One of the Lean Startup’s principles is that Entrepreneurs are everywhere, which means that you don’t need to look for two-person start-ups to find entrepreneurs. Ries speaks of intrapreneurs in large companies and government positions trying to innovate in highly unpredictable environments. This got me thinking that I have probably been something of an intrapreneur these last three years working as a junior executive at a large consulting firm. I might say a bit more on that in an upcoming post.

The Lean Startup states that the first thing a startup should work on is a Minimum Viable Product (MVP) – an initial iteration on its envisioned product. The MVP must be released and put before real customers as soon as possible so as to collect feedback related to the initial assumptions underlying the business proposition. The author mentions two main assumptions which must be validated (or invalidated) in the early stages of a start-up’s existence – the assumption that customers will be interested in the product, and the assumption that the company will be able to grow its user base to achieve the desired scale. This should protect the company from a common situation in which the team works on a polished first release for months or even years, only to find that the market is not interested in the product it offers and the start-up is doomed to fail.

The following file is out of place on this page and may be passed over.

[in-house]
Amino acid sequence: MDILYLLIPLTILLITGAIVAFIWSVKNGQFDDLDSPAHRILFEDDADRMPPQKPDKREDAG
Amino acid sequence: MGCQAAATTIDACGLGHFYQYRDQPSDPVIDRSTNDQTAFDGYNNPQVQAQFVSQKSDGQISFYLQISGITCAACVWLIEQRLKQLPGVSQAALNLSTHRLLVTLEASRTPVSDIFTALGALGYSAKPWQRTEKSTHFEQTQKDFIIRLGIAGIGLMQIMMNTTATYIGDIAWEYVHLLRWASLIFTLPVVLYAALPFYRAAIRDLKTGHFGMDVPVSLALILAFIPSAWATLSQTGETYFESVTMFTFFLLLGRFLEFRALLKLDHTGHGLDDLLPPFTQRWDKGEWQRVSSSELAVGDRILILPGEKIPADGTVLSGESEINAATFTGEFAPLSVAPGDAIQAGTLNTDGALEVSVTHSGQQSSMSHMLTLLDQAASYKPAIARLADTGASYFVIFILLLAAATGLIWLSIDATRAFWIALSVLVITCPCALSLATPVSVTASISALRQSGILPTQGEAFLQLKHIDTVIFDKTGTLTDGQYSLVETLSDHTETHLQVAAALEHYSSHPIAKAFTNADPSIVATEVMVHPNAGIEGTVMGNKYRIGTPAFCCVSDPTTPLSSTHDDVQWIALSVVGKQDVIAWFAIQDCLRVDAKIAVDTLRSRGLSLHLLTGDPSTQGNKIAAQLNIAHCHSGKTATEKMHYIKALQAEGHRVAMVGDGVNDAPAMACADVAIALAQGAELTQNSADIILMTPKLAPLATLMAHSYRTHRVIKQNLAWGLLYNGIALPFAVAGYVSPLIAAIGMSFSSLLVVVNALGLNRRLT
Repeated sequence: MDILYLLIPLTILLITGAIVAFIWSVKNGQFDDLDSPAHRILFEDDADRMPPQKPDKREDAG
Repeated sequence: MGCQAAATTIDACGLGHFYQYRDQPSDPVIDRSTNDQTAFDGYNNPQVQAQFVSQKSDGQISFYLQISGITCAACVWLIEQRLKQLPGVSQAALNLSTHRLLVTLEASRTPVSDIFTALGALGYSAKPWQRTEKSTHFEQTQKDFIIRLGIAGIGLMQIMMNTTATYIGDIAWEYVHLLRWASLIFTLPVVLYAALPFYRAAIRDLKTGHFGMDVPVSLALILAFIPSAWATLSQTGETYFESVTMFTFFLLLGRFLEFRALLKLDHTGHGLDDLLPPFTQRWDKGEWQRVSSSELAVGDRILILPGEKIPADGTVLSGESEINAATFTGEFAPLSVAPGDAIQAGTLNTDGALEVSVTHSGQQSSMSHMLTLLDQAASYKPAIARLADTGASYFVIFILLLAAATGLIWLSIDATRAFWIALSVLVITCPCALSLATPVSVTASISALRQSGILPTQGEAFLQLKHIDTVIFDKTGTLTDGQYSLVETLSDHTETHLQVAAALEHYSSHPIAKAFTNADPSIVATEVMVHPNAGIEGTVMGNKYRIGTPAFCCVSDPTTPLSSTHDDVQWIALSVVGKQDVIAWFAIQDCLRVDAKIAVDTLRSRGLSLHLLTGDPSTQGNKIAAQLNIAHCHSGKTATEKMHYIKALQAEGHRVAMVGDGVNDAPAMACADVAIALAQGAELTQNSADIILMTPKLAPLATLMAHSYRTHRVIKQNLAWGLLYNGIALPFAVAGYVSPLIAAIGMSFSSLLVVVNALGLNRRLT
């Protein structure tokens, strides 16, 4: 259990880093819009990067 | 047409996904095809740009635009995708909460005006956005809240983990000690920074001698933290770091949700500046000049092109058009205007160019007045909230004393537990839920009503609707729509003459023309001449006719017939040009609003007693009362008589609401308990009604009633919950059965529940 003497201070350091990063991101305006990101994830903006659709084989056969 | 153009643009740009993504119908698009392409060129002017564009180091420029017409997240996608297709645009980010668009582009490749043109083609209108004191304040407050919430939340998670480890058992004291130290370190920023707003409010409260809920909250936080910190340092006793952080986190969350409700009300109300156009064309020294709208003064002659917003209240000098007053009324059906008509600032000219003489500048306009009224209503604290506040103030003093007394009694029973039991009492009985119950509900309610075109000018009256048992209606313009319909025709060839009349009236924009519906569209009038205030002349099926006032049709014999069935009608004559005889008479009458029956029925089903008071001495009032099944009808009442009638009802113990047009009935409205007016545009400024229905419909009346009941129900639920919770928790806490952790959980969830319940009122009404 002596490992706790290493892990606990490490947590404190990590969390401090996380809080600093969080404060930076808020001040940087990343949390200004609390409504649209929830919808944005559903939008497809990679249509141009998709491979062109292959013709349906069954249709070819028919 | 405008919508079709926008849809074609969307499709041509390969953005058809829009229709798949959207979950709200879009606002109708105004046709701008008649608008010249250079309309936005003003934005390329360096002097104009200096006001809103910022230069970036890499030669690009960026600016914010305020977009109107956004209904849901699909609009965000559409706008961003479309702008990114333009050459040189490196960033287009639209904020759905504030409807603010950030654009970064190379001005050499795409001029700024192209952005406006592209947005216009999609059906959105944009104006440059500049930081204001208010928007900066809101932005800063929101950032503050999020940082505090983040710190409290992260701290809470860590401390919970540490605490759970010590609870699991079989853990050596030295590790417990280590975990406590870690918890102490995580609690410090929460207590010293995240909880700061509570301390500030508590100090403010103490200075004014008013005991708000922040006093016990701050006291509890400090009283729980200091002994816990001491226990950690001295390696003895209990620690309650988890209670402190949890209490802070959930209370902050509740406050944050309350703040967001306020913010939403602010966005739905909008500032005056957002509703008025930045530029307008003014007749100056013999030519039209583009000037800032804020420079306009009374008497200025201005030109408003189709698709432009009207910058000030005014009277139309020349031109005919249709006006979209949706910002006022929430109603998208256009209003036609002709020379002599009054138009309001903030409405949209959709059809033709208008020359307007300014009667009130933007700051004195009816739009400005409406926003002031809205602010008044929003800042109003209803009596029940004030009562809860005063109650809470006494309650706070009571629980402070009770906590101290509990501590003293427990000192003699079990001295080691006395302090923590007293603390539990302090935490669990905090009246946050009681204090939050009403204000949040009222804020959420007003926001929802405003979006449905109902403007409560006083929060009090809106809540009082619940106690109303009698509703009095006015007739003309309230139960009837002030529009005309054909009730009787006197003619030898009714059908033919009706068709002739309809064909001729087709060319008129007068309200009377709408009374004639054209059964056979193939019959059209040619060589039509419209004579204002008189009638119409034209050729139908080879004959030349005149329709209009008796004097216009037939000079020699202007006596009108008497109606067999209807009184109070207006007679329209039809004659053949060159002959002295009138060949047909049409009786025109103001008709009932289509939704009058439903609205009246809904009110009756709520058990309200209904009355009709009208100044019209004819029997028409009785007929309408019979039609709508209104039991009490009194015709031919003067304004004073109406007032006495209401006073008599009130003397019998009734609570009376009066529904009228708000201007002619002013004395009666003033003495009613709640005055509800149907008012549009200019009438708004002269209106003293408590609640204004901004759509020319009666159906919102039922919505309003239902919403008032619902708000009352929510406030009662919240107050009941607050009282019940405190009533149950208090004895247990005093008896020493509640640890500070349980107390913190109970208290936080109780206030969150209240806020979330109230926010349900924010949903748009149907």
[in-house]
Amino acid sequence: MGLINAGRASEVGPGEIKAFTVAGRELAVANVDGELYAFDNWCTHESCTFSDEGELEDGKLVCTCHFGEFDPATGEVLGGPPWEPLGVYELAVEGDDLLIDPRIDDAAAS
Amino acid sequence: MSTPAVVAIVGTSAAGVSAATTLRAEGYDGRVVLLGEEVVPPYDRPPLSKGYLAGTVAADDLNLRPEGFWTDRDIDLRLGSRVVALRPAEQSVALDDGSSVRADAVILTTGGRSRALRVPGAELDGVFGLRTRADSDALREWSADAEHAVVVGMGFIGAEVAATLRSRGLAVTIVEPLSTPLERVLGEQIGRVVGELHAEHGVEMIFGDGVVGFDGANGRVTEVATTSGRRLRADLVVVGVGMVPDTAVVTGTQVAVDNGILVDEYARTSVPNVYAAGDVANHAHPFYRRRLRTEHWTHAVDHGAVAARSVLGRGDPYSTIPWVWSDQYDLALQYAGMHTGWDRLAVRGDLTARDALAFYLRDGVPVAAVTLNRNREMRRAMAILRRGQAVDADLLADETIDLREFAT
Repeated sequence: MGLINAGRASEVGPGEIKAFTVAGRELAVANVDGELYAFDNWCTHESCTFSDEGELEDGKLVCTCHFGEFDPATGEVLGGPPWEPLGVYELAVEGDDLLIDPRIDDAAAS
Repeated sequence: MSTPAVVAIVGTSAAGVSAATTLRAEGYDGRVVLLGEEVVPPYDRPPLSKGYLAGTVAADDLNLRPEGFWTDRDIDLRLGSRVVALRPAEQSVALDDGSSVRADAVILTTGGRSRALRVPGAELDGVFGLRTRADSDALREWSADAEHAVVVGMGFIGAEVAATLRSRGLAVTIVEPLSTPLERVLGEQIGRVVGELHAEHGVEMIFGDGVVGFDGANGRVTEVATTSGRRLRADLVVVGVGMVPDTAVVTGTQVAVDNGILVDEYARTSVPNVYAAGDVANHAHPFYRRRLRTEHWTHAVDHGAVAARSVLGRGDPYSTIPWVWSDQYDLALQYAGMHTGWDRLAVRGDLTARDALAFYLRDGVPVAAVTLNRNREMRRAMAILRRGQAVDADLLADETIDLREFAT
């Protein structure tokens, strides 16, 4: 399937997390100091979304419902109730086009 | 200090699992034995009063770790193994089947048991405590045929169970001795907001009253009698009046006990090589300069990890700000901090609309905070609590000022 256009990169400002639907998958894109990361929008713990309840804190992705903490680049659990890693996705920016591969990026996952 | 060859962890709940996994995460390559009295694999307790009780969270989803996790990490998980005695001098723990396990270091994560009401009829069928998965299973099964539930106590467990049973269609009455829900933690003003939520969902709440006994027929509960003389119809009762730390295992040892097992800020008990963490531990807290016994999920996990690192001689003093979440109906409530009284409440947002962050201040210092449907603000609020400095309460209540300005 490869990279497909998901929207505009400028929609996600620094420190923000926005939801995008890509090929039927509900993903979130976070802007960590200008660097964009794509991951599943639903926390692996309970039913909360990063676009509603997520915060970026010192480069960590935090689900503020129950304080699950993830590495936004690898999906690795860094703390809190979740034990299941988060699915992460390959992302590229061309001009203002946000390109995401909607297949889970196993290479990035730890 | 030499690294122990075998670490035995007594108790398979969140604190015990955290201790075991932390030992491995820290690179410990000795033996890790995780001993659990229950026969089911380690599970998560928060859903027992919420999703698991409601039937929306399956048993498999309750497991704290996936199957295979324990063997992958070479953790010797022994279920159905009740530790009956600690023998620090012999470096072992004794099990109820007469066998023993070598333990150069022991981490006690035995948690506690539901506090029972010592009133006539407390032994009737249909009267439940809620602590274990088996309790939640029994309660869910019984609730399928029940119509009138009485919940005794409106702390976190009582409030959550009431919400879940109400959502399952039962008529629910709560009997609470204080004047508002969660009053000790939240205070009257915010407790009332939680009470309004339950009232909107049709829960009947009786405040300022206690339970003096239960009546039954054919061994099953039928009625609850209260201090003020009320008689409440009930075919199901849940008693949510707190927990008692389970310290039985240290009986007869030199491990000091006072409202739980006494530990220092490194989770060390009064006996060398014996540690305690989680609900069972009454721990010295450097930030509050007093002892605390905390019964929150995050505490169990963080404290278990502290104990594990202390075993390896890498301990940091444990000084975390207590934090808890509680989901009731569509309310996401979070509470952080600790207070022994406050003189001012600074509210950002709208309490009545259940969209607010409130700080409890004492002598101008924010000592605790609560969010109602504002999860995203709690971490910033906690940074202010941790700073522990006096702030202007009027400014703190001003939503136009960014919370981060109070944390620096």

After the MVP has been released, data is collected and decisions are taken as to how the product should evolve in the next iteration. The idea is to collect actionable metrics which can help determine whether the team’s innovation efforts are actually paying off and leading the start-up to systemic growth rather than the land of the living dead (where the start-up survives but is unable to achieve any significant growth). What he calls vanity metrics (e.g. total number of registered clients at any point in time) should not be taken into account for decision-making.